If you’re planning to apply for a new loan, particularly a home or a car loan, it’s a good idea to monitor your credit score well in advance of making application. Many people don’t bother to monitor their credit score in advance, and only find out about problems when a lender pulls their credit report. That creates complications.
If you’re in a competitive bidding situation for a house, or you need a car loan right away, the process can be impaired by either credit errors, delinquent information, or items that are not actually yours. It can often take weeks or even months to have those situations corrected. But if you need a loan right away, surprise credit problems can delay the process.
This can be particularly difficult if you’re looking to purchase a home in a very competitive market area. If homes normally receive multiple bids, you could lose your opportunity because of previously undetected credit issues.
Anytime you plan on making a major purchase; you should begin the credit monitoring process months in advance. This will give you plenty of time to deal with whatever issues might arise.
The higher your credit score, the more likely you are to be offered the best interest rates. You’ll also be eligible for the top products, reserved for people with the highest credit scores (this includes credit cards with long-term 0% interest periods).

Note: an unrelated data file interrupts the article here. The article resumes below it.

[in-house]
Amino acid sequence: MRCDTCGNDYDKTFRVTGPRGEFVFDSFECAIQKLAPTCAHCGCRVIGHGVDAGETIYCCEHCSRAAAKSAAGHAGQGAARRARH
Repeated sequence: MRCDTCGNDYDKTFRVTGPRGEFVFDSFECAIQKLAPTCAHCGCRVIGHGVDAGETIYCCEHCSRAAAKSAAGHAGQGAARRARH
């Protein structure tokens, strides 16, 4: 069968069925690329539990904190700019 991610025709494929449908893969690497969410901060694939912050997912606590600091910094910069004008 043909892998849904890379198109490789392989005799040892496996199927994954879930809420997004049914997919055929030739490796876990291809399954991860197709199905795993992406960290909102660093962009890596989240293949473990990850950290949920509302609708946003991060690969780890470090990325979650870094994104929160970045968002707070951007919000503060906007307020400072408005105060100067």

It’s worth checking your credit score and report so that you can identify ways to improve your score and save yourself money. And if you’re thinking about making a big purchase or taking out a new mortgage, this could save you a lot of money.
It doesn’t have to take forever to improve your credit score. For example, lenders commonly hold data about you for up to 6 years. This means if you spot something on your account This could help boost your score.
Monitoring your credit report will mean you’ll be able to see any new activity on your account – including any activity you may not recognise. So, in the unlikely event you’re a victim of identity fraud, you’ll be able to notice the signs quickly (and if you check your report regularly, you’ll be able to spot this even quicker).
The first sign of identity fraud is often when a hard credit search (aka credit check) is carried out on your account. If this isn’t done with your consent, it could mean someone is trying to take out credit (i.e. a credit card or loan) in your name.
Your credit report will list your history of hard and soft searches so you can easily keep an eye on the searches that might be fraudulent.
You can find out more about where to see your searches in your ClearScore report and what you can do if you spot fraud in our 5-minute monthly checklist.
In a nutshell:
Understanding the negative factors in your credit report can help you do something about them so you can try and avoid being rejected for credit
Monitoring your credit score and report can help you find ways to improve your score and therefore increase your chances of getting the best interest rates on credit cards, loans and other products including mortgages.
Looking at your credit report regularly could help you spot the early signs of identity fraud, meaning you can raise the alarm more quickly if something were to happen.